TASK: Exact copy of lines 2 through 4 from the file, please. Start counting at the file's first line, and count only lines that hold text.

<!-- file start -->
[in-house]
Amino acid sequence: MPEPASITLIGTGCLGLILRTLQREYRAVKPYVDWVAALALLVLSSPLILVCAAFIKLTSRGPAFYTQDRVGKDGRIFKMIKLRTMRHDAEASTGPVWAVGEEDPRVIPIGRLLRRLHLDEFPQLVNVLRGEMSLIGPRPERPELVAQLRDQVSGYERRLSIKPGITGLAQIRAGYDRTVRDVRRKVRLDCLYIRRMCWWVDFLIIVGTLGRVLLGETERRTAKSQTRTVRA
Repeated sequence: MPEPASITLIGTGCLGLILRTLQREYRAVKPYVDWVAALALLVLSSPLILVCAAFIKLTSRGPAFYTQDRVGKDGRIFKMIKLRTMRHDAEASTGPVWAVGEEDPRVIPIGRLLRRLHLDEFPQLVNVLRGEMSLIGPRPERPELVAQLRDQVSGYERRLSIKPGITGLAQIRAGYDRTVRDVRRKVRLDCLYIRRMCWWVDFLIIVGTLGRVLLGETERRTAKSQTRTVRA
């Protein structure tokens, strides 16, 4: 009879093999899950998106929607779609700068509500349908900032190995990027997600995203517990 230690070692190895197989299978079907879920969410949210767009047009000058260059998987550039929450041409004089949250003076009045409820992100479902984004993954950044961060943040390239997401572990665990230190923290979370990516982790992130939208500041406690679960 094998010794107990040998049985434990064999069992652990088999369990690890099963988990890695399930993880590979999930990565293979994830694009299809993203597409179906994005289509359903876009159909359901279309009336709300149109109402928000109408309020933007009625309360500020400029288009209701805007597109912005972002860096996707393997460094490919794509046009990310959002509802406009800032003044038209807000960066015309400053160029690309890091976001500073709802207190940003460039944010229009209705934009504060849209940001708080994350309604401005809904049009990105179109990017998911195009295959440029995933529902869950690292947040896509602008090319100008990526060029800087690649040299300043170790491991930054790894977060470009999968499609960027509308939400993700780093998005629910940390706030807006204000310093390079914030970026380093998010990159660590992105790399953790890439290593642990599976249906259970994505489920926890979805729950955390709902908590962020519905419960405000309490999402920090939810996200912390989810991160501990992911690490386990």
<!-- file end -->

Amino acid sequence: MPEPASITLIGTGCLGLILRTLQREYRAVKPYVDWVAALALLVLSSPLILVCAAFIKLTSRGPAFYTQDRVGKDGRIFKMIKLRTMRHDAEASTGPVWAVGEEDPRVIPIGRLLRRLHLDEFPQLVNVLRGEMSLIGPRPERPELVAQLRDQVSGYERRLSIKPGITGLAQIRAGYDRTVRDVRRKVRLDCLYIRRMCWWVDFLIIVGTLGRVLLGETERRTAKSQTRTVRA
Repeated sequence: MPEPASITLIGTGCLGLILRTLQREYRAVKPYVDWVAALALLVLSSPLILVCAAFIKLTSRGPAFYTQDRVGKDGRIFKMIKLRTMRHDAEASTGPVWAVGEEDPRVIPIGRLLRRLHLDEFPQLVNVLRGEMSLIGPRPERPELVAQLRDQVSGYERRLSIKPGITGLAQIRAGYDRTVRDVRRKVRLDCLYIRRMCWWVDFLIIVGTLGRVLLGETERRTAKSQTRTVRA
């Protein structure tokens, strides 16, 4: 009879093999899950998106929607779609700068509500349908900032190995990027997600995203517990 230690070692190895197989299978079907879920969410949210767009047009000058260059998987550039929450041409004089949250003076009045409820992100479902984004993954950044961060943040390239997401572990665990230190923290979370990516982790992130939208500041406690679960 094998010794107990040998049985434990064999069992652990088999369990690890099963988990890695399930993880590979999930990565293979994830694009299809993203597409179906994005289509359903876009159909359901279309009336709300149109109402928000109408309020933007009625309360500020400029288009209701805007597109912005972002860096996707393997460094490919794509046009990310959002509802406009800032003044038209807000960066015309400053160029690309890091976001500073709802207190940003460039944010229009209705934009504060849209940001708080994350309604401005809904049009990105179109990017998911195009295959440029995933529902869950690292947040896509602008090319100008990526060029800087690649040299300043170790491991930054790894977060470009999968499609960027509308939400993700780093998005629910940390706030807006204000310093390079914030970026380093998010990159660590992105790399953790890439290593642990599976249906259970994505489920926890979805729950955390709902908590962020519905419960405000309490999402920090939810996200912390989810991160501990992911690490386990």